One of Stephen King’s most infamous novels is about to be adapted for the second time.
Some books are born bad. Stephen King is a blockbuster novelist, cranking out one or two tomes a year to the delight of his rabid audiences. Not everything is going to be great, and a few clunkers will get through. That’s how art and artists work. We blitz through his doorstoppers and then we’re on to the next one. Fair enough.
The adaptations of his novels are no different. For every Shawshank Redemption there is a Dreamcatcher. Some of us can’t even agree on the genius of Kubrick’s The Shining (including the author), and spend too much time arguing the merits of the Steven Weber iteration. Stop that. When an adaptation doesn’t live up to the film inside your head the failing can be a tremendous hurt. That’s the cost of fandom.
Right now, we’re riding high off a great Stephen King year. IT and Gerald’s Game were rather wonderful interpretations of King’s ideas (let’s pretend to ignore the bizarre misfire that is The Dark Tower). We want to keep that adaptation train running, and it looks like the next brick has been selected for cinematic reassignment. The Hollywood Reporter announced that The Tommyknockers is getting another crack at the bat.
Wow. That’s not a good book.
The movie will be produced by James Wan (Saw, The Conjuring) and Roy Lee (IT), who have taken on a massive challenge. The plot revolves around a glowing hunk of space metal that’s unearthed in the backwoods of the small town of Haven, Maine. Your basic Stephen King setting. Once the hero novelist who discovers the shiny object starts digging, he unleashes a noxious alien gas that slowly transforms the citizens into something monstrous. Grotesque, body horror shenanigans ensue.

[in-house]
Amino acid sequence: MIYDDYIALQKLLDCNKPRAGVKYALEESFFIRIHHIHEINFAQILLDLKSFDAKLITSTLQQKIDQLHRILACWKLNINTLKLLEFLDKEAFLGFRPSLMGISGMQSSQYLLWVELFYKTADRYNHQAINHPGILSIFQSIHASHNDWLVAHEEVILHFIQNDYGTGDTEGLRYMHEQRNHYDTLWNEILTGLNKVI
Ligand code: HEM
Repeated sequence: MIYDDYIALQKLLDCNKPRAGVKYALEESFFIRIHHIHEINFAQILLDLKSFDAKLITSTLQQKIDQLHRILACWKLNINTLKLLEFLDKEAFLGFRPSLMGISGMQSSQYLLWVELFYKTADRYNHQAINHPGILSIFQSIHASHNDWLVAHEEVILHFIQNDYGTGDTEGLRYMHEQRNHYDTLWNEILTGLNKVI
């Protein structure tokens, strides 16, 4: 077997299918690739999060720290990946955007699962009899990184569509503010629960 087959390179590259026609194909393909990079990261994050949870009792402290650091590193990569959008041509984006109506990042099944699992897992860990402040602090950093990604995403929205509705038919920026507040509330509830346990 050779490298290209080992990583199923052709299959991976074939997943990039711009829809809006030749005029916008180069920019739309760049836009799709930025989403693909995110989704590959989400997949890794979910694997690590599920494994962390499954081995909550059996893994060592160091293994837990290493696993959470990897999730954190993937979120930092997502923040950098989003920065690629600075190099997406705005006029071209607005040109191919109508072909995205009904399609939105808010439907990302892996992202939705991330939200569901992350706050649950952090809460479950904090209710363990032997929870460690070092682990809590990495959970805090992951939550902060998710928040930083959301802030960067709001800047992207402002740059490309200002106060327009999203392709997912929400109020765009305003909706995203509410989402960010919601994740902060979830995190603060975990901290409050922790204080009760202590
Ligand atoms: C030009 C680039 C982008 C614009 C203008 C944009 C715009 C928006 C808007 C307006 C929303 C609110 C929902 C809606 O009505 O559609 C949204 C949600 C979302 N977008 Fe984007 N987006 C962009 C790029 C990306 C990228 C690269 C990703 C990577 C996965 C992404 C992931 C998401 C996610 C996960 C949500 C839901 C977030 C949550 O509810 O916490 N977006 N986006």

In short form Wikipedia detail, “The Tommyknockers” doesn’t sound any worse than the average terror story. A pinch of H.P. Lovecraft, a smidgen of John W. Campbell’s “Who Goes There?” Stephen King’s novel fails the reader with its rambling bloat. The book is a drone with no satisfactory conclusion, and at 700-plus pages, the boredom drags your patience into exasperation.
Don’t believe me? Trust in the author. Talking to Rolling Stone in 2014, King blamed the failure of “The Tommyknockers” on his drug addiction:
“The Tommyknockers is an awful book. That was the last one I wrote before I cleaned up my act. And I’ve thought about it a lot lately and said to myself, ‘There’s really a good book in here, underneath all the sort of spurious energy that cocaine provides, and I ought to go back. The book is about 700 pages long, and I’m thinking, “There’s probably a good 350-page novel in there.”
Here’s the real question, is there a good movie in there? ABC Television adapted the book into a two-part mini-series back in 1993. It was an embarrassing mess starring Jimmy Smith and Marg Helgenberger. They didn’t have the budget to pull off the alien theatrics, nor did they know what to add or delete from the page count.
A new Tommyknockers will need some serious reworking. With The Conjuring and Insidious films, James Wan has proven himself a reliable master of channeling cliche concepts into original scares. One can imagine a spark inside King’s novel igniting his imagination for demonic character designs and jump scares. The more he puts of himself into The Tommyknockers remake the better off we’ll all be.